May 17, 2009

I was all ready to bag the town of Bute as not being worth the visit but then Enigma and I had a look around Gunner Bill's Gallery in Bute and I changed my mind. First though, let's back up a bit.

After spending our Saturday at the Cornish Festival in Moonta, Enigma and I were wondering how to spend our Sunday, the final day of our holiday? We knew there was a fair on at Kadina for the final day of the Cornish Festival but we had a sneaking suspicion we'd see pretty much all the same food vans we saw at the fair at Moonta so decided not to go.

I read in a tourist magazine a single paragraph about the town of Bute which mentioned that the town had an award winning fauna park and a Gallery/museum/craft shop. Thinking the fauna park might be a good animal photo opportunity and the Gallery could be interesting we decided to go. Bute was on the way home anyway (we passed through it on the trip to Port Broughton but it was dark then).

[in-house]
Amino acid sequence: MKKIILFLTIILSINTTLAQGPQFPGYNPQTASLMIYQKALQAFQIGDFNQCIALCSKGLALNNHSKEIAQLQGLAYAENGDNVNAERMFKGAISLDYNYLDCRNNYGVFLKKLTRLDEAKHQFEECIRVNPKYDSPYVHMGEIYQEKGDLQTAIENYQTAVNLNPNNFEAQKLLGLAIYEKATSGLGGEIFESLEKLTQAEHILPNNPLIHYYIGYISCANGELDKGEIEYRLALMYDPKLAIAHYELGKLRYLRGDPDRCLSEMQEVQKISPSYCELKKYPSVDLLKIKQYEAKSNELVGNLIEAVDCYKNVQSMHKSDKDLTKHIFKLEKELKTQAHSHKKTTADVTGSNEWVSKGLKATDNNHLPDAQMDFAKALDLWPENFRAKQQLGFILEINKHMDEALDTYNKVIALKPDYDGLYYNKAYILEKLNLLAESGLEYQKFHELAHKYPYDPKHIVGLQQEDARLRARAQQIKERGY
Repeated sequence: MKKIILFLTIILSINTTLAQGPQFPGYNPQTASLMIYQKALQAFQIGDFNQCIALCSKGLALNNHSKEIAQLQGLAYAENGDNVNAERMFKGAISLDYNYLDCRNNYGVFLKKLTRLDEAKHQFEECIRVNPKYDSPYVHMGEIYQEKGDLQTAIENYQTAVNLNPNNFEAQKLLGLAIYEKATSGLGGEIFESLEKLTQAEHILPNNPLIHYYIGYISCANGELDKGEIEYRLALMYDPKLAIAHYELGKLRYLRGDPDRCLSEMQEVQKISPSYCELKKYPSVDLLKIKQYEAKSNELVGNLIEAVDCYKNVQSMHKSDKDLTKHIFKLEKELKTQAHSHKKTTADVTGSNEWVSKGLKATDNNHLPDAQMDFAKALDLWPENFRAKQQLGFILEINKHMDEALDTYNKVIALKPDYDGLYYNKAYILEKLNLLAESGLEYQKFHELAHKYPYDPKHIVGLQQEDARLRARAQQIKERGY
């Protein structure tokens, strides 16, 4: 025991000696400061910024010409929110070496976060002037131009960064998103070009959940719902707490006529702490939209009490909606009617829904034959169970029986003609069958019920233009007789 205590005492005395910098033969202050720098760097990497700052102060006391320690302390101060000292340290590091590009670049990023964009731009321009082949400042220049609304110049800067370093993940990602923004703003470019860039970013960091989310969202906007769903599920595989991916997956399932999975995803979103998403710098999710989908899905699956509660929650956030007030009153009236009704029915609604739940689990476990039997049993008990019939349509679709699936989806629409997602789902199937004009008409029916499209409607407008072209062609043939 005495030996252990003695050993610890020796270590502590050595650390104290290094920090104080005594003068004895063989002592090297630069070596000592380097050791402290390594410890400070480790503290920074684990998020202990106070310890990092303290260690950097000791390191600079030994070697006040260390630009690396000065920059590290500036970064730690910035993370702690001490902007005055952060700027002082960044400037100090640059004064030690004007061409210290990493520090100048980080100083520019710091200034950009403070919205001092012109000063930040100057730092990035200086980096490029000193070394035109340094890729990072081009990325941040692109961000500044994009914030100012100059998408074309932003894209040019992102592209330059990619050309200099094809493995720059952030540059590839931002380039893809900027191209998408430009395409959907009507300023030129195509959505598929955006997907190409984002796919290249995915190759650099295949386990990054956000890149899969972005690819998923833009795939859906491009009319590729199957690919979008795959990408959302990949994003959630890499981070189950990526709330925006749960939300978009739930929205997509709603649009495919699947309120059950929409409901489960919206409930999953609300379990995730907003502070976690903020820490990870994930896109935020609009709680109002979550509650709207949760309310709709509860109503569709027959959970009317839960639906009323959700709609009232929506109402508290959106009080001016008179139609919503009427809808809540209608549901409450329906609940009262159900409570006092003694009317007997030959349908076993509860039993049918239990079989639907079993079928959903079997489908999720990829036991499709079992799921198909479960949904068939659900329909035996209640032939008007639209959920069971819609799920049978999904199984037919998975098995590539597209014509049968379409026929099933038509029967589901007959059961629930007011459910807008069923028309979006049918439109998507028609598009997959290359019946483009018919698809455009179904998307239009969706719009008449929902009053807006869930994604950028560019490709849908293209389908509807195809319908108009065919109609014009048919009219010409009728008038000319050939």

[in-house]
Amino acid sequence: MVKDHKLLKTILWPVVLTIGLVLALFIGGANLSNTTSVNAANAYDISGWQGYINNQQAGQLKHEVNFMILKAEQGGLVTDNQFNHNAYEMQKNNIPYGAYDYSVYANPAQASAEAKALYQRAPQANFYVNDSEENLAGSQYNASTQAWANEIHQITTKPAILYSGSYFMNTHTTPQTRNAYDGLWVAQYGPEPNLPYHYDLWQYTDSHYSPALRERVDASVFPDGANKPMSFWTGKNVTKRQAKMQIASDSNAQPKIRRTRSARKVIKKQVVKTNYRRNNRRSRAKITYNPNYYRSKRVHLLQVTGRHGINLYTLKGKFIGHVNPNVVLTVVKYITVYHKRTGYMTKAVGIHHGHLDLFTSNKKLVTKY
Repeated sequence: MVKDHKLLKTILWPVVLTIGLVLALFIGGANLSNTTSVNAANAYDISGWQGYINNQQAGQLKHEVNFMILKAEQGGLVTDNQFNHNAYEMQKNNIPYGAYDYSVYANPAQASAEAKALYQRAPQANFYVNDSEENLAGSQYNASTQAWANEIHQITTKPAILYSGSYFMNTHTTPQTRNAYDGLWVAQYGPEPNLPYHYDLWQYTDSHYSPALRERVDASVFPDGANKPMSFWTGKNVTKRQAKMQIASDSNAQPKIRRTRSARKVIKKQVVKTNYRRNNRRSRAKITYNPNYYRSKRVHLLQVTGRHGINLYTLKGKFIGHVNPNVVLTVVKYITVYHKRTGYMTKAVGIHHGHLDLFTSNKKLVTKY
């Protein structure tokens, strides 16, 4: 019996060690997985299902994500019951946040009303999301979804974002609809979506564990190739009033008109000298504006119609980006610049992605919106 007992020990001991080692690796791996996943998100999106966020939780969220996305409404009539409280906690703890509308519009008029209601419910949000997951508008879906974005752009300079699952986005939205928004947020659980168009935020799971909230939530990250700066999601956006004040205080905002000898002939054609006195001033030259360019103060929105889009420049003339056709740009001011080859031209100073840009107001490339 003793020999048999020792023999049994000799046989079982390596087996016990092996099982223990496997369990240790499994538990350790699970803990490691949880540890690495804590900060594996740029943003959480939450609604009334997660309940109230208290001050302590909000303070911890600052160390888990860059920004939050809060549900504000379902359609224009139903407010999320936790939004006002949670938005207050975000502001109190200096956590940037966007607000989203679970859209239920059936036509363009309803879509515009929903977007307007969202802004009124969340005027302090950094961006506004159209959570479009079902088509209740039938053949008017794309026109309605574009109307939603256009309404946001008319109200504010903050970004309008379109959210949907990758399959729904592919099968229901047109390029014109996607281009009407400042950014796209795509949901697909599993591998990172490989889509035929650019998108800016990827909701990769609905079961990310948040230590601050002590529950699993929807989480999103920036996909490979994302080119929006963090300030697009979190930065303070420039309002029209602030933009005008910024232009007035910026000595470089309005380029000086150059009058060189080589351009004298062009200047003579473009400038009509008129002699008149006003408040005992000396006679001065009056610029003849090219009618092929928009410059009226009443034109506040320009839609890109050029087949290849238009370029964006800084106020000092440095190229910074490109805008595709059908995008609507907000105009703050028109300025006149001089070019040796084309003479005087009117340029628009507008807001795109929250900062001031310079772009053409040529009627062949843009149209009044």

Bute is small so the fauna park was easy to find. Like any kind of park you usually find a gate to go in. This park didn't have one. You simply walk around the fenced off perimeter and view the animals within. A sign behind the fence informed us that this was Bob Brokate Park.

How it became an 'award winning' fauna park I'll never know? It's not that the animals don't look well kept or that the caged areas aren't appropriate for each animal, it's just that there is nothing special about it. As a park it's functional but that's about all.